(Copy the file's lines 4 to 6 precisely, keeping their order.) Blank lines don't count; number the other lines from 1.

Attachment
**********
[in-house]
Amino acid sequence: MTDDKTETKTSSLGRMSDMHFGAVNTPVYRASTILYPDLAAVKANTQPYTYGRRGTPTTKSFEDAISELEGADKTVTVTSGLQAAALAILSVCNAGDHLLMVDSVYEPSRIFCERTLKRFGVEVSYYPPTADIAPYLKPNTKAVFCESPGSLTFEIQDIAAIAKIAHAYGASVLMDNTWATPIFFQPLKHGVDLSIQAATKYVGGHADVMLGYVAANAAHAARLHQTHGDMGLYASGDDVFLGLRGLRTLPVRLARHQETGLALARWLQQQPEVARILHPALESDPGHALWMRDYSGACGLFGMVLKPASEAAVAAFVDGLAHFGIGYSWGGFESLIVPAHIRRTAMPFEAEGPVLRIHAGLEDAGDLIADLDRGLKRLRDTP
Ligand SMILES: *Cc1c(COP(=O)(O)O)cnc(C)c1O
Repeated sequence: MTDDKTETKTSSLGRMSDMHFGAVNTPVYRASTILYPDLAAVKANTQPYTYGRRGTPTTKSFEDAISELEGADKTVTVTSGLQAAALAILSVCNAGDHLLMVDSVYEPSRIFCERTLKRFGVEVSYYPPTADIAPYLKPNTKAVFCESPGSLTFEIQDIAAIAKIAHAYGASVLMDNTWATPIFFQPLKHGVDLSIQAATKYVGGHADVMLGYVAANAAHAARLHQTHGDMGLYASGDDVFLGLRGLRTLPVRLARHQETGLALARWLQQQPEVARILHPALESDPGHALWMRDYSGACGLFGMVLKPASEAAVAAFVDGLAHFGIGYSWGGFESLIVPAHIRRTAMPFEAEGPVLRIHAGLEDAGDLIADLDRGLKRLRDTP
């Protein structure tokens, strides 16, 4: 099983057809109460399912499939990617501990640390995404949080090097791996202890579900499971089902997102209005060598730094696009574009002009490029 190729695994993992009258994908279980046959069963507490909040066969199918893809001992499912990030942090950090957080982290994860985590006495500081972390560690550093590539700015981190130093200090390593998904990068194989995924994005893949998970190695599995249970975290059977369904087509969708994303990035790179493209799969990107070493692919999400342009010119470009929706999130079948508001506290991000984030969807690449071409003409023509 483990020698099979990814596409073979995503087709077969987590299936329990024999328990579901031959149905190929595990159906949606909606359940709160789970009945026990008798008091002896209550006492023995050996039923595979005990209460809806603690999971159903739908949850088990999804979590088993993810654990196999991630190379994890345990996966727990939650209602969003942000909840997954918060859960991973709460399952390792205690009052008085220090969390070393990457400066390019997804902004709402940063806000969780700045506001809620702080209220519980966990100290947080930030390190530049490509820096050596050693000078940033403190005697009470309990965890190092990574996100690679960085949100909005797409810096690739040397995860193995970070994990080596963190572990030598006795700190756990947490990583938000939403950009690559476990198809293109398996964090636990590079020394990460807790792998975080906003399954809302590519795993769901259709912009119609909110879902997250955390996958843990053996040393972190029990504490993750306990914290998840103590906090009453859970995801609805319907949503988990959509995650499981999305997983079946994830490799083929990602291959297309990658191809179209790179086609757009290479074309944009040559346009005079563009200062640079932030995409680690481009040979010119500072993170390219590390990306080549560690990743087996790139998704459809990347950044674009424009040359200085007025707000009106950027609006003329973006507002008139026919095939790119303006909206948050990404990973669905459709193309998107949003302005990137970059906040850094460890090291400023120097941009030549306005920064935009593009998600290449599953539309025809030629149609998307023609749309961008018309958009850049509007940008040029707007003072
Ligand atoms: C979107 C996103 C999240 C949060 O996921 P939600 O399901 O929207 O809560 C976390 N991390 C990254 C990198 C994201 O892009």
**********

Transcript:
Repeated sequence: MTDDKTETKTSSLGRMSDMHFGAVNTPVYRASTILYPDLAAVKANTQPYTYGRRGTPTTKSFEDAISELEGADKTVTVTSGLQAAALAILSVCNAGDHLLMVDSVYEPSRIFCERTLKRFGVEVSYYPPTADIAPYLKPNTKAVFCESPGSLTFEIQDIAAIAKIAHAYGASVLMDNTWATPIFFQPLKHGVDLSIQAATKYVGGHADVMLGYVAANAAHAARLHQTHGDMGLYASGDDVFLGLRGLRTLPVRLARHQETGLALARWLQQQPEVARILHPALESDPGHALWMRDYSGACGLFGMVLKPASEAAVAAFVDGLAHFGIGYSWGGFESLIVPAHIRRTAMPFEAEGPVLRIHAGLEDAGDLIADLDRGLKRLRDTP
């Protein structure tokens, strides 16, 4: 099983057809109460399912499939990617501990640390995404949080090097791996202890579900499971089902997102209005060598730094696009574009002009490029 190729695994993992009258994908279980046959069963507490909040066969199918893809001992499912990030942090950090957080982290994860985590006495500081972390560690550093590539700015981190130093200090390593998904990068194989995924994005893949998970190695599995249970975290059977369904087509969708994303990035790179493209799969990107070493692919999400342009010119470009929706999130079948508001506290991000984030969807690449071409003409023509 483990020698099979990814596409073979995503087709077969987590299936329990024999328990579901031959149905190929595990159906949606909606359940709160789970009945026990008798008091002896209550006492023995050996039923595979005990209460809806603690999971159903739908949850088990999804979590088993993810654990196999991630190379994890345990996966727990939650209602969003942000909840997954918060859960991973709460399952390792205690009052008085220090969390070393990457400066390019997804902004709402940063806000969780700045506001809620702080209220519980966990100290947080930030390190530049490509820096050596050693000078940033403190005697009470309990965890190092990574996100690679960085949100909005797409810096690739040397995860193995970070994990080596963190572990030598006795700190756990947490990583938000939403950009690559476990198809293109398996964090636990590079020394990460807790792998975080906003399954809302590519795993769901259709912009119609909110879902997250955390996958843990053996040393972190029990504490993750306990914290998840103590906090009453859970995801609805319907949503988990959509995650499981999305997983079946994830490799083929990602291959297309990658191809179209790179086609757009290479074309944009040559346009005079563009200062640079932030995409680690481009040979010119500072993170390219590390990306080549560690990743087996790139998704459809990347950044674009424009040359200085007025707000009106950027609006003329973006507002008139026919095939790119303006909206948050990404990973669905459709193309998107949003302005990137970059906040850094460890090291400023120097941009030549306005920064935009593009998600290449599953539309025809030629149609998307023609749309961008018309958009850049509007940008040029707007003072
Ligand atoms: C979107 C996103 C999240 C949060 O996921 P939600 O399901 O929207 O809560 C976390 N991390 C990254 C990198 C994201 O892009």